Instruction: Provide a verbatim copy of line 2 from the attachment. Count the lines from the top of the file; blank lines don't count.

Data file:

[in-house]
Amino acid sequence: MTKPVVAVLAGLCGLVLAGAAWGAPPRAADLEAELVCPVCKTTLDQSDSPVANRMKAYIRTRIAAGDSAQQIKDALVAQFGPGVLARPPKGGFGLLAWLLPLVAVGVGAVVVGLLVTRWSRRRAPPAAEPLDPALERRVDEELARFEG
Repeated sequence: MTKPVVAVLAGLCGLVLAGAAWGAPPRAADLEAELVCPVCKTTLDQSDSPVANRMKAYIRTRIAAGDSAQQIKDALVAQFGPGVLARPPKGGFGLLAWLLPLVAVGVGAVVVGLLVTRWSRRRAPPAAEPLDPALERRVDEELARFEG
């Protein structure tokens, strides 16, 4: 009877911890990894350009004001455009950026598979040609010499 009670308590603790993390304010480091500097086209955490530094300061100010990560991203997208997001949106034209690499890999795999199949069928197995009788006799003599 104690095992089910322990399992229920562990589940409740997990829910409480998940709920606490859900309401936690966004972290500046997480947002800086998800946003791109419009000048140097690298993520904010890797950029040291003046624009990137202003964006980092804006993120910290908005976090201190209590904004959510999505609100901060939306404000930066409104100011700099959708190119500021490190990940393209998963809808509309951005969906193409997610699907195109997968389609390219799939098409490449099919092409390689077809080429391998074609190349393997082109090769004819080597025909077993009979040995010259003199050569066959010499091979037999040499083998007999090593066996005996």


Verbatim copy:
Amino acid sequence: MTKPVVAVLAGLCGLVLAGAAWGAPPRAADLEAELVCPVCKTTLDQSDSPVANRMKAYIRTRIAAGDSAQQIKDALVAQFGPGVLARPPKGGFGLLAWLLPLVAVGVGAVVVGLLVTRWSRRRAPPAAEPLDPALERRVDEELARFEG